Thoughts and Lessons from the Apple Vision Pro Presentation at WWDC

Let me start by saying before the WWDC Keynote, I wasn’t even remotely excited about Apple VR product.

The Meta Quest doesn’t excite me, and when I had Google Glass, I liked it, but I didn’t love it.

Suffice to say, Apple blew me away with their approach to the Apple Vision Pro. And the early reviews do not disappoint.

From a business/technology/create approach, here were my initial thoughts:

Apple shows you can go cheap, or you can go impressive. Meta announced a $500 version of the Quest mere days before WWDC. Part of the reason I wasn’t excited for Apple’s version is I’m not even remotely interested in the Quest or the Metaverse.

But Apple went high end, making the Vision Pro a full $3000 more than the cheaper version of the quest.

Not everyone will be on board, but there’s no denying that their product is impressive in such a way that Meta is getting dragged on Twitter. Meta basically owned this space for the past 5-7 years and Apple just kinda blew them up.

The lesson: Don’t just race to the bottom. You can create a high-end service and charge a premium if you impress.

They are reusing Aux tech created in VR for other apps. Earlier in the keynote, they showed an iPad feature where they tell you if you’re holding the screen too close.

I can’t help but think this was tech they developed for eye tracking on the Vision Pro, that made its way into other parts of the OS already.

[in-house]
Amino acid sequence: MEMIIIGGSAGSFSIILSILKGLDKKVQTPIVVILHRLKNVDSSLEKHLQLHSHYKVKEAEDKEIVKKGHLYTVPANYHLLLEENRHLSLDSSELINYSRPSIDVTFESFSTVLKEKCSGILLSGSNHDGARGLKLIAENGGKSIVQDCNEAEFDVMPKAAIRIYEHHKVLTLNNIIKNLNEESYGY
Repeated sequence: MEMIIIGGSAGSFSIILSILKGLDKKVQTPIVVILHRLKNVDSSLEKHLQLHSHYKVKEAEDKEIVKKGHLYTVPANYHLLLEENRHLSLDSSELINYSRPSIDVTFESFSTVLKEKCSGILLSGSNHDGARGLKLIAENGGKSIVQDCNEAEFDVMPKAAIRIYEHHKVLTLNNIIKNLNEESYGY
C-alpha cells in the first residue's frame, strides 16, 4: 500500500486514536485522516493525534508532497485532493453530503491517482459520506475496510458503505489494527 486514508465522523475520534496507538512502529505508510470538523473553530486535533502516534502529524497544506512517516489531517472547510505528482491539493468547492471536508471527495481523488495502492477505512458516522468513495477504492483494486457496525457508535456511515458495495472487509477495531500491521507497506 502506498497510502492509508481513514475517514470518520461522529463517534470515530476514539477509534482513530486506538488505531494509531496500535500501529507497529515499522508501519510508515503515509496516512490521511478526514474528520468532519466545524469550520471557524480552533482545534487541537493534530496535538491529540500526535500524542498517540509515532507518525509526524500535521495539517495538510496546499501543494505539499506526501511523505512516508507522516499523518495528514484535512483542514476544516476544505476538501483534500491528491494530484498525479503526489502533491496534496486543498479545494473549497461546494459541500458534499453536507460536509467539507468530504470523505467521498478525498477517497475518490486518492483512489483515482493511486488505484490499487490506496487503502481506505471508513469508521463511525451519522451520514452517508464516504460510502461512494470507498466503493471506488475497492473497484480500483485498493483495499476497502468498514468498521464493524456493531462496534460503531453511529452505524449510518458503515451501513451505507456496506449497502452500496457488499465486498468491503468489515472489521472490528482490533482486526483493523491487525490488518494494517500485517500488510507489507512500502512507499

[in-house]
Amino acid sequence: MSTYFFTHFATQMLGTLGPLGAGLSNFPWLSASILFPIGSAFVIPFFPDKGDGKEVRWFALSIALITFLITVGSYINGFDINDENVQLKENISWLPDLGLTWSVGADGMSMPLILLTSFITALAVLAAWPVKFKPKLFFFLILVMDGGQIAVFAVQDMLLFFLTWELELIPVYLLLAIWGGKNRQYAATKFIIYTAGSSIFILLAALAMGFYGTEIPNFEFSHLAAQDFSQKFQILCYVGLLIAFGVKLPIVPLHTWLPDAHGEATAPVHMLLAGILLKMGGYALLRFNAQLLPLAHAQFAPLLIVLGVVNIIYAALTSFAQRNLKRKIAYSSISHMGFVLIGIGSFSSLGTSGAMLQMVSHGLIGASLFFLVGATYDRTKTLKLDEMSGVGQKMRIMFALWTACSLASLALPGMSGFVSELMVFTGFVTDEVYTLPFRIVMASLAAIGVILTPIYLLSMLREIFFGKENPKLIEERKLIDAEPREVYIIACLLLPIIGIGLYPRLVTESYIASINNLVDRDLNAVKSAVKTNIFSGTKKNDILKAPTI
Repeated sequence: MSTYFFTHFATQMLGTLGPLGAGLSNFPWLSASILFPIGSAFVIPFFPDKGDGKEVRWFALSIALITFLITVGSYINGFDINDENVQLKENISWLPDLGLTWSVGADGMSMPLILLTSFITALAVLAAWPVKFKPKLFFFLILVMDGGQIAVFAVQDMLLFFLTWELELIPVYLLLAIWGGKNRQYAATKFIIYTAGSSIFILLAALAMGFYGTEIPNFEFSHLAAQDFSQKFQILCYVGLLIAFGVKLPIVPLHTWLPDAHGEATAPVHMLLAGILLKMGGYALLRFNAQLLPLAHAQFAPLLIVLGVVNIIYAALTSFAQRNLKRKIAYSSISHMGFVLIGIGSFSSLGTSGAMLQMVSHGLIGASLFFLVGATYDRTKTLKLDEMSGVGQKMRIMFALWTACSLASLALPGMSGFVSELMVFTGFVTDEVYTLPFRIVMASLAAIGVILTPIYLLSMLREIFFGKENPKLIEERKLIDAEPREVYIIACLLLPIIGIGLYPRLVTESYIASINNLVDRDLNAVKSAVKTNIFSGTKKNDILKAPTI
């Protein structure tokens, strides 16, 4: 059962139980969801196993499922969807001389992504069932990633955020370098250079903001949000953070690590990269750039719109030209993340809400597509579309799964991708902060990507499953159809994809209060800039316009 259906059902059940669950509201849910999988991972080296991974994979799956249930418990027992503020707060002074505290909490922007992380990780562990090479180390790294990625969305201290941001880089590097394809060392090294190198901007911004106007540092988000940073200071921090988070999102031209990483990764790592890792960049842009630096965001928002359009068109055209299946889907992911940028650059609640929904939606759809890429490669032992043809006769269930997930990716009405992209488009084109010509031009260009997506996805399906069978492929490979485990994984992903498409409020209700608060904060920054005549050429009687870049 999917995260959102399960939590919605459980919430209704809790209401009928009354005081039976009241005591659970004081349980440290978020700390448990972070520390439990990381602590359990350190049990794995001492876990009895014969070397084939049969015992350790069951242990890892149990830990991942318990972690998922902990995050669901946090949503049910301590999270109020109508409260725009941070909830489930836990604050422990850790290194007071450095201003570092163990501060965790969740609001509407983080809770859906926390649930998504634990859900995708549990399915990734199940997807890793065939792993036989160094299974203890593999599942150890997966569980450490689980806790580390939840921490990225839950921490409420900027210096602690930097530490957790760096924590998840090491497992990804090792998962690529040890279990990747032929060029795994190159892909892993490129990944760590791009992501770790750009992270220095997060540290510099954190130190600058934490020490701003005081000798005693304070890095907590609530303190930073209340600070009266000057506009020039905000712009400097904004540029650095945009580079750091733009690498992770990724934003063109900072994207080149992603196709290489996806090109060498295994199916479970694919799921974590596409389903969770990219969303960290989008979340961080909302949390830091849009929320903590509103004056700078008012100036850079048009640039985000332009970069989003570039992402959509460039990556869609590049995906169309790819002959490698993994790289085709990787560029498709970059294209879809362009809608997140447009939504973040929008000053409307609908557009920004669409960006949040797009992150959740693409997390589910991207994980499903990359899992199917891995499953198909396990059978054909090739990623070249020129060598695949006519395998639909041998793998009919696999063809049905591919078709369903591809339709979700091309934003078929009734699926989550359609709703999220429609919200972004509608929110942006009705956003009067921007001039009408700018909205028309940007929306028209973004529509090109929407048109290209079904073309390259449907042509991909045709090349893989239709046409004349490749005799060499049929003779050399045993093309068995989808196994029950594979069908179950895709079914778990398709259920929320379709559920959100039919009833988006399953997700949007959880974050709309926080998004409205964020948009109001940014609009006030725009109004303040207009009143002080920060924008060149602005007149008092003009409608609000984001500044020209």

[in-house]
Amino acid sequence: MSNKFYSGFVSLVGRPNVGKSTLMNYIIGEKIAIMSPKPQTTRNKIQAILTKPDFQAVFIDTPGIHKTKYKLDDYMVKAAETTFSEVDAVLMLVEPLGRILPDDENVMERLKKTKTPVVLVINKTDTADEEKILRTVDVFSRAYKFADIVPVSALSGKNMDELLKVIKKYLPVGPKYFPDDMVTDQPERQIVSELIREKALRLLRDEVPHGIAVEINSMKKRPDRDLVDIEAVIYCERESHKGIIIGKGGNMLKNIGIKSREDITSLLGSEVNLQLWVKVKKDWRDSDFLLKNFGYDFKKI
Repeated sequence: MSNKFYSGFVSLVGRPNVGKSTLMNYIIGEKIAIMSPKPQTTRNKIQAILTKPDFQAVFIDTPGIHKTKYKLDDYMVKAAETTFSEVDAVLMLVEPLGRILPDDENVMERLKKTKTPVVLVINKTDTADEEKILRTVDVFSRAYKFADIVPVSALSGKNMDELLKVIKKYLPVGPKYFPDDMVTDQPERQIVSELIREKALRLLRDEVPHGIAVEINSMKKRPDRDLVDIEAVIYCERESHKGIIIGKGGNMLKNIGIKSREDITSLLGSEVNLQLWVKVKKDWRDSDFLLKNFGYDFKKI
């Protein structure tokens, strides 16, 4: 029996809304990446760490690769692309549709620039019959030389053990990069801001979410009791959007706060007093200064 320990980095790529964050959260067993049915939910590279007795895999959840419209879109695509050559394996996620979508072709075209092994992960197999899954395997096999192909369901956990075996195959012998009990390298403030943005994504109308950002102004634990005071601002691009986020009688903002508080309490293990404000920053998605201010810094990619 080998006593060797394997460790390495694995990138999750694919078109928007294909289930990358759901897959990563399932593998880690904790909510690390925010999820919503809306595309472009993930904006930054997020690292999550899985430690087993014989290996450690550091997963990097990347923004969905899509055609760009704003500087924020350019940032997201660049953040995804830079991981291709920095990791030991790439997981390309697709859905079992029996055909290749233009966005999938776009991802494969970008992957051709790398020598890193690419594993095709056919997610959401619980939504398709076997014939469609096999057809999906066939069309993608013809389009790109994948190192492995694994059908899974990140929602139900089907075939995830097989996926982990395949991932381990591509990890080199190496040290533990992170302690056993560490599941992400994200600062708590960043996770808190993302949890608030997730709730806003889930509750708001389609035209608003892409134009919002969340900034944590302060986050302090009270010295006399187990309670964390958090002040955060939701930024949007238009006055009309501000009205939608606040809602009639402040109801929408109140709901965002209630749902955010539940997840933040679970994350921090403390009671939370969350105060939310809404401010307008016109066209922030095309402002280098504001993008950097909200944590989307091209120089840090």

The lesson: use your sawdust. When you create, look at each part of your process and see how you can use it.

They are smartly taking familiar experiences and moving them to a new medium first. One of the problems with the Meta Quest, that Sara Dietschy points out, is the interface and experience is unintuitive because it’s unfamiliar.

But Apple took several things into account when they design the UX for the Vision Pro:

  1. We know how to use our eyes and hands
  2. We know how to use the apps they demoed
  3. The ideas behind the UX are familiar (make a call, send a text, browse a website, etc)

All of these combined means everything comes very naturally to us.

The lesson: Lower your learning curve, lower your barrier to entry, and you’ll create better, happier experiences for your customers.

They are never first to market, but they are much better when they enter. There’s a reason that post-1997 Apple is never first to market on a product.

They do a ton of research on real-world use. During the presentation, they used the term “cheek width” to point out they’ve studied faces.